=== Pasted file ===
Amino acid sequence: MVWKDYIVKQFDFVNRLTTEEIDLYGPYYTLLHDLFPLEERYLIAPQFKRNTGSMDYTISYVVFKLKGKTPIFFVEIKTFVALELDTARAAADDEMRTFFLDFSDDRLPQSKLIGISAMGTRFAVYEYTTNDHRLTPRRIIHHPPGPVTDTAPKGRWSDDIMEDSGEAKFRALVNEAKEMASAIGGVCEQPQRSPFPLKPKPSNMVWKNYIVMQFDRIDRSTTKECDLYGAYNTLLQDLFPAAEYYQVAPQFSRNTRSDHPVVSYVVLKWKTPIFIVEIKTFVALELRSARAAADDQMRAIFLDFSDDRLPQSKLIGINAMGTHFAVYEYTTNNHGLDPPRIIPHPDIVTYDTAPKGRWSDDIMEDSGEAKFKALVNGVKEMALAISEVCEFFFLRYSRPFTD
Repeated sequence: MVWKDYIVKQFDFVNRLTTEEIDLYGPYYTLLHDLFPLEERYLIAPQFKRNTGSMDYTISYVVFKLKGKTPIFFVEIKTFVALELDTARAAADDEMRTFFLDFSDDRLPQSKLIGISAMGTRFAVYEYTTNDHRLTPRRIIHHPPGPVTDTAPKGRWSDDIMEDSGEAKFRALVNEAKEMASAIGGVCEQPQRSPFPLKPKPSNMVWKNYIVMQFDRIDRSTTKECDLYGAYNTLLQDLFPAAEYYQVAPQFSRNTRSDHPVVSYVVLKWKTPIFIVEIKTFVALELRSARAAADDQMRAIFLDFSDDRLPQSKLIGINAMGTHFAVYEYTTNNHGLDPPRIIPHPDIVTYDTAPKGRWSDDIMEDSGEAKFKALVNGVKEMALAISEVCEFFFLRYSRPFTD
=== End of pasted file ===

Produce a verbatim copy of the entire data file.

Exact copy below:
Amino acid sequence: MVWKDYIVKQFDFVNRLTTEEIDLYGPYYTLLHDLFPLEERYLIAPQFKRNTGSMDYTISYVVFKLKGKTPIFFVEIKTFVALELDTARAAADDEMRTFFLDFSDDRLPQSKLIGISAMGTRFAVYEYTTNDHRLTPRRIIHHPPGPVTDTAPKGRWSDDIMEDSGEAKFRALVNEAKEMASAIGGVCEQPQRSPFPLKPKPSNMVWKNYIVMQFDRIDRSTTKECDLYGAYNTLLQDLFPAAEYYQVAPQFSRNTRSDHPVVSYVVLKWKTPIFIVEIKTFVALELRSARAAADDQMRAIFLDFSDDRLPQSKLIGINAMGTHFAVYEYTTNNHGLDPPRIIPHPDIVTYDTAPKGRWSDDIMEDSGEAKFKALVNGVKEMALAISEVCEFFFLRYSRPFTD
Repeated sequence: MVWKDYIVKQFDFVNRLTTEEIDLYGPYYTLLHDLFPLEERYLIAPQFKRNTGSMDYTISYVVFKLKGKTPIFFVEIKTFVALELDTARAAADDEMRTFFLDFSDDRLPQSKLIGISAMGTRFAVYEYTTNDHRLTPRRIIHHPPGPVTDTAPKGRWSDDIMEDSGEAKFRALVNEAKEMASAIGGVCEQPQRSPFPLKPKPSNMVWKNYIVMQFDRIDRSTTKECDLYGAYNTLLQDLFPAAEYYQVAPQFSRNTRSDHPVVSYVVLKWKTPIFIVEIKTFVALELRSARAAADDQMRAIFLDFSDDRLPQSKLIGINAMGTHFAVYEYTTNNHGLDPPRIIPHPDIVTYDTAPKGRWSDDIMEDSGEAKFKALVNGVKEMALAISEVCEFFFLRYSRPFTD